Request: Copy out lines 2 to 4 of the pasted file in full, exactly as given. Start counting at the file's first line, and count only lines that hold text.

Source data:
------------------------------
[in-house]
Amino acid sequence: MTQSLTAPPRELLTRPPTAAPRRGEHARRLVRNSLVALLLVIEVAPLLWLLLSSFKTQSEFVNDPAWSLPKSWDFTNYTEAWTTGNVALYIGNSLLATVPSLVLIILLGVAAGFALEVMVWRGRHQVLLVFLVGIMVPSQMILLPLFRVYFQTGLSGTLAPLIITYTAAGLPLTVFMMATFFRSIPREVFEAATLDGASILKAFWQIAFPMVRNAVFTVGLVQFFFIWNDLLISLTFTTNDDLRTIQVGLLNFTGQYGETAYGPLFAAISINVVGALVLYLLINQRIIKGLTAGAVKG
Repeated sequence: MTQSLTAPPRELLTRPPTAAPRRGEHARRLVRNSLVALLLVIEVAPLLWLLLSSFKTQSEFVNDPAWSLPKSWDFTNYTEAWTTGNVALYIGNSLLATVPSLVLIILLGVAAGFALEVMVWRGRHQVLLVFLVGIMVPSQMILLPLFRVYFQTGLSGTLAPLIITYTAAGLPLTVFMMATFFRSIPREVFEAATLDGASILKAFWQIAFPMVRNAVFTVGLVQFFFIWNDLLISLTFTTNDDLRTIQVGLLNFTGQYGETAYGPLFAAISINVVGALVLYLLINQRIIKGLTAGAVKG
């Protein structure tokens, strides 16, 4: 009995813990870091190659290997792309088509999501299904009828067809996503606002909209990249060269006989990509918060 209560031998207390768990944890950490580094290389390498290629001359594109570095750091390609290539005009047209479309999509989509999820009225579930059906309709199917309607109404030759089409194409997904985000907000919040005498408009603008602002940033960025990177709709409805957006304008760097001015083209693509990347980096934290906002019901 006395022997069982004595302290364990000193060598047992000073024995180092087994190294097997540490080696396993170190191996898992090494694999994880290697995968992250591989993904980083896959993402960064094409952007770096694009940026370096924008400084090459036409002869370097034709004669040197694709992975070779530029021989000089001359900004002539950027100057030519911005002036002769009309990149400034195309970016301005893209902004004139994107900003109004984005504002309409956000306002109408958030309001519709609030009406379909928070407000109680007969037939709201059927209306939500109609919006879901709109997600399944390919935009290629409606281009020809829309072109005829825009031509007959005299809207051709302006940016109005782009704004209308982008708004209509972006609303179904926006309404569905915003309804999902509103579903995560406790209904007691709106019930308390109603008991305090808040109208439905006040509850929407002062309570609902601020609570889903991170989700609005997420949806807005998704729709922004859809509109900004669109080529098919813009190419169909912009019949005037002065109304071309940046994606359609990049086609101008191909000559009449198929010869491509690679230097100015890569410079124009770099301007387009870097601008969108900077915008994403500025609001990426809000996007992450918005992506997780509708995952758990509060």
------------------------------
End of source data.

Amino acid sequence: MTQSLTAPPRELLTRPPTAAPRRGEHARRLVRNSLVALLLVIEVAPLLWLLLSSFKTQSEFVNDPAWSLPKSWDFTNYTEAWTTGNVALYIGNSLLATVPSLVLIILLGVAAGFALEVMVWRGRHQVLLVFLVGIMVPSQMILLPLFRVYFQTGLSGTLAPLIITYTAAGLPLTVFMMATFFRSIPREVFEAATLDGASILKAFWQIAFPMVRNAVFTVGLVQFFFIWNDLLISLTFTTNDDLRTIQVGLLNFTGQYGETAYGPLFAAISINVVGALVLYLLINQRIIKGLTAGAVKG
Repeated sequence: MTQSLTAPPRELLTRPPTAAPRRGEHARRLVRNSLVALLLVIEVAPLLWLLLSSFKTQSEFVNDPAWSLPKSWDFTNYTEAWTTGNVALYIGNSLLATVPSLVLIILLGVAAGFALEVMVWRGRHQVLLVFLVGIMVPSQMILLPLFRVYFQTGLSGTLAPLIITYTAAGLPLTVFMMATFFRSIPREVFEAATLDGASILKAFWQIAFPMVRNAVFTVGLVQFFFIWNDLLISLTFTTNDDLRTIQVGLLNFTGQYGETAYGPLFAAISINVVGALVLYLLINQRIIKGLTAGAVKG
């Protein structure tokens, strides 16, 4: 009995813990870091190659290997792309088509999501299904009828067809996503606002909209990249060269006989990509918060 209560031998207390768990944890950490580094290389390498290629001359594109570095750091390609290539005009047209479309999509989509999820009225579930059906309709199917309607109404030759089409194409997904985000907000919040005498408009603008602002940033960025990177709709409805957006304008760097001015083209693509990347980096934290906002019901 006395022997069982004595302290364990000193060598047992000073024995180092087994190294097997540490080696396993170190191996898992090494694999994880290697995968992250591989993904980083896959993402960064094409952007770096694009940026370096924008400084090459036409002869370097034709004669040197694709992975070779530029021989000089001359900004002539950027100057030519911005002036002769009309990149400034195309970016301005893209902004004139994107900003109004984005504002309409956000306002109408958030309001519709609030009406379909928070407000109680007969037939709201059927209306939500109609919006879901709109997600399944390919935009290629409606281009020809829309072109005829825009031509007959005299809207051709302006940016109005782009704004209308982008708004209509972006609303179904926006309404569905915003309804999902509103579903995560406790209904007691709106019930308390109603008991305090808040109208439905006040509850929407002062309570609902601020609570889903991170989700609005997420949806807005998704729709922004859809509109900004669109080529098919813009190419169909912009019949005037002065109304071309940046994606359609990049086609101008191909000559009449198929010869491509690679230097100015890569410079124009770099301007387009870097601008969108900077915008994403500025609001990426809000996007992450918005992506997780509708995952758990509060």